An office-based Internet patient education system
A pilot study
Helwig, A. L., Lovelle, A., Guse, C. E., & Gottlieb, M. S. (1999). An office-based Internet patient education system: A pilot study. Journal of Family Practice, 48(2), 123-127.
BACKGROUND: Patients' use of the Internet to find medical information is increasing, and physicians are exploring ways to incorporate the Internet into patient education programs and physician-patient encounters. We performed a pilot study of an Internet patient education system to obtain information on the usefulness of, feasibility of, and patient satisfaction with this type of information.
METHODS: We developed a hypertext Web page directory to patient education sites on the Internet and made it available to patients in a community-based family practice residency clinic during their office visit. During a 1-month period, a medical student assisted patients with using the Internet, answered questions, interviewed patients, and collected data. Information was collected on sites visited, level of assistance required, amount of time spent "surfing" on-line versus intense reading on-line, quality of the experience, perceived usefulness of the educational materials, and patients' satisfaction with the materials.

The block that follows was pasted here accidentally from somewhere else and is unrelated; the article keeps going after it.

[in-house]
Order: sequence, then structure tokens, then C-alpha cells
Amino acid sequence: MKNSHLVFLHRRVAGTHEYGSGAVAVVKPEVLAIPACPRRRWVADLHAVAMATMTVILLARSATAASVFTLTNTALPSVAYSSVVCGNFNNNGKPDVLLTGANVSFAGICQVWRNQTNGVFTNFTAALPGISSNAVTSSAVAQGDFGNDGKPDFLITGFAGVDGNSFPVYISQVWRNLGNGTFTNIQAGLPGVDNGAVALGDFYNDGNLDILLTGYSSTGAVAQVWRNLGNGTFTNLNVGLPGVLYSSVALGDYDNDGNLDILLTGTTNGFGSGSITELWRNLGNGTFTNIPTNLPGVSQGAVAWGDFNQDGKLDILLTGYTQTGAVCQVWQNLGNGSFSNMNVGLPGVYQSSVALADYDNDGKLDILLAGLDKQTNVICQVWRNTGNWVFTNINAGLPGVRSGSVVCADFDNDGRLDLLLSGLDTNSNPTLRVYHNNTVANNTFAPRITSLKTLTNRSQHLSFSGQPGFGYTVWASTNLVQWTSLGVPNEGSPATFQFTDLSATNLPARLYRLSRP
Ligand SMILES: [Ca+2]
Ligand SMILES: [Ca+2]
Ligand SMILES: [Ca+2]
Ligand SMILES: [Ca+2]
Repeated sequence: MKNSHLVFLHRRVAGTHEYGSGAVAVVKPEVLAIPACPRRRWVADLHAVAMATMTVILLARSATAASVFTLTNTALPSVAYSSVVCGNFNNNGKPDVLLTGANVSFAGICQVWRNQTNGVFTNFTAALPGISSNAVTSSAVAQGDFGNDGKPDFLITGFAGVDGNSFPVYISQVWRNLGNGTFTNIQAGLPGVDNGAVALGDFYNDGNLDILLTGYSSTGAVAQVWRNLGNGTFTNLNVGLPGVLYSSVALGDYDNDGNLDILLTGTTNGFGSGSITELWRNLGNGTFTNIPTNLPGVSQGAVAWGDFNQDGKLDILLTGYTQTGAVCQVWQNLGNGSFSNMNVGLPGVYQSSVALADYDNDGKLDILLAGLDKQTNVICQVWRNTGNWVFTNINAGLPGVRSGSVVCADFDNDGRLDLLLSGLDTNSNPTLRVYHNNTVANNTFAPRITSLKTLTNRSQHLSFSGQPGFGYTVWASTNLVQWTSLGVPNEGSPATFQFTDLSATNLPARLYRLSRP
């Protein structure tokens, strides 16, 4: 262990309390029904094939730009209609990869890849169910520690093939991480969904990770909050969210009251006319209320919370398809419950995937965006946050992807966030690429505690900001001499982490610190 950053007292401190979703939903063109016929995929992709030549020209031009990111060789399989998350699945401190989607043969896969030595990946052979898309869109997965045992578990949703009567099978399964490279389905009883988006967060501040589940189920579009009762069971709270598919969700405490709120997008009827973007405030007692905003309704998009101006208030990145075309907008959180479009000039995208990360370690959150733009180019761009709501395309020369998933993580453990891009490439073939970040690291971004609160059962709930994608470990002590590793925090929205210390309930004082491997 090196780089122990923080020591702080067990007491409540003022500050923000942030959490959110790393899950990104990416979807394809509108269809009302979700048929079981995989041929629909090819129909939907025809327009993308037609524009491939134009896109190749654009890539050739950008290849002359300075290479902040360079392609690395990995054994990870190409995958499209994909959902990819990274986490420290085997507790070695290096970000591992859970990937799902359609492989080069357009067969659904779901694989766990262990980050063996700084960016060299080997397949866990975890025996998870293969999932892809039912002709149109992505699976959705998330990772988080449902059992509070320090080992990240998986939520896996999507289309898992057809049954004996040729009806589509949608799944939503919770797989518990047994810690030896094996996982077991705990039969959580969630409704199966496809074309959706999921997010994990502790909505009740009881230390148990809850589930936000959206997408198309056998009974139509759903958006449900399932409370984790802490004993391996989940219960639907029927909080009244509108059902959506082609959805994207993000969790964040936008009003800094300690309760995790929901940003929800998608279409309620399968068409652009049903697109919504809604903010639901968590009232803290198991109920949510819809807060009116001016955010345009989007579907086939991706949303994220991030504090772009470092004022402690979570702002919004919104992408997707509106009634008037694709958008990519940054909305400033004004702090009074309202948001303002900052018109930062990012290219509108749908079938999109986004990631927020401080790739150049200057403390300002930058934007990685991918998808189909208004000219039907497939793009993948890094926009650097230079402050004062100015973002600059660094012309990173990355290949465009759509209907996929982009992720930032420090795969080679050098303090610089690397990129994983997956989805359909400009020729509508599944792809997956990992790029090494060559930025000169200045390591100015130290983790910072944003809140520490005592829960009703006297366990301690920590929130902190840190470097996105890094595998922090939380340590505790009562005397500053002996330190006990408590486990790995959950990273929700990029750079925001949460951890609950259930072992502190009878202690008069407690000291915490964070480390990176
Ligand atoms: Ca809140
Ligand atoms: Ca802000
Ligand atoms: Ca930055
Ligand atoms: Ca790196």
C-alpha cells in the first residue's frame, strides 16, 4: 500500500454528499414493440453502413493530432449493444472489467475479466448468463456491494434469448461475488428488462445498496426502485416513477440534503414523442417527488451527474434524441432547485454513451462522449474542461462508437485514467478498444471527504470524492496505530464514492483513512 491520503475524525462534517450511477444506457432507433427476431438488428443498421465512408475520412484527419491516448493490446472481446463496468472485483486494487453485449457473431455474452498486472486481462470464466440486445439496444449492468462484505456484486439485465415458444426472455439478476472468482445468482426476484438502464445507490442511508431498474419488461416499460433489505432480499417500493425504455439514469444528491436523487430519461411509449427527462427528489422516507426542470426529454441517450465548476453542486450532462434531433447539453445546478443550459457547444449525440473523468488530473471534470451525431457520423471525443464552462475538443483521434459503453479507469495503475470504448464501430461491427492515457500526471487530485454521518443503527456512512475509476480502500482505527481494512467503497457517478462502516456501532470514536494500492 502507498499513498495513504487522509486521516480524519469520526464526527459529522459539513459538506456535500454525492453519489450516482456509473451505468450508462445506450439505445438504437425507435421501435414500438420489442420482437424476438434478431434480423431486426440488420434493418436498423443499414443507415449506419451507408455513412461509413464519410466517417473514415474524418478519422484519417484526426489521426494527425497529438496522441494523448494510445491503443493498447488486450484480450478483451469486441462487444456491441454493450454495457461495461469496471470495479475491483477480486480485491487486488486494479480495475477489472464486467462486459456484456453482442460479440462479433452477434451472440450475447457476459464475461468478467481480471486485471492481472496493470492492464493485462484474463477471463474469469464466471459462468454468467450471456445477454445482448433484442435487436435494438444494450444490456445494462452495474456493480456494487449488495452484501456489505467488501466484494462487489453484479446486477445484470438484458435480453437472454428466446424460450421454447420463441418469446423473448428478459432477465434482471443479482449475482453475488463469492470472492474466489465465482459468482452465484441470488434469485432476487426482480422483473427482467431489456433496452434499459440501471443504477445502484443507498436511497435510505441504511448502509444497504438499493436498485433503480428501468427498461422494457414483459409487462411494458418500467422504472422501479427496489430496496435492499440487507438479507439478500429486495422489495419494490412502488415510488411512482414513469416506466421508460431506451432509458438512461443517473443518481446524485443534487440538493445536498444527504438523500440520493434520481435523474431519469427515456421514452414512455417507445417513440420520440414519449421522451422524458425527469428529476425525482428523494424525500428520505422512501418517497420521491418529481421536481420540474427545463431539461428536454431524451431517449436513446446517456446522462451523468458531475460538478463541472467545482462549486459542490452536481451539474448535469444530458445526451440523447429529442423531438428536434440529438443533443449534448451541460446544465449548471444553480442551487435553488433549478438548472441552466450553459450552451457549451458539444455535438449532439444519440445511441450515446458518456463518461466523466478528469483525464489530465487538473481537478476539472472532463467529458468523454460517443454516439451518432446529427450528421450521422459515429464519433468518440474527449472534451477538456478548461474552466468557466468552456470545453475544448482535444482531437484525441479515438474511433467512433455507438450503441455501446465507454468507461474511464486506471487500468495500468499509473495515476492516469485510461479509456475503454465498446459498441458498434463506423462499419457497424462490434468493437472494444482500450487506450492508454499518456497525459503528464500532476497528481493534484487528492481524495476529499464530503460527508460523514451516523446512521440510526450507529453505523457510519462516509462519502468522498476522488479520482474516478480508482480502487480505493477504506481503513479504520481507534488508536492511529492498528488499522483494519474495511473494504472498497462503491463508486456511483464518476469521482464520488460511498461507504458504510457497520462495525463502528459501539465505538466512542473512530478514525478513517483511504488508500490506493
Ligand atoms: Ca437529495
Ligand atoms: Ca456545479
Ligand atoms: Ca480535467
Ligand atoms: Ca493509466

RESULTS: Fifty patients participated in the study. Forty-seven patients (94%) found the Internet information helpful. Most patients spent their time on-line intensely reading, and men spent significantly more time on-line (P = .007). Thirty-seven patients (77%) stated they would change a health behavior because of information they had read on the Internet; 45 (90%) were more satisfied with their visit than usual, and 46 (92%) would use the Internet center at the clinic again.
CONCLUSIONS: Patients can obtain useful information from moderated Internet patient education systems and may plan to change health behaviors on the basis of that information. Internet patient information in the physician's office can improve patient satisfaction with clinic visits.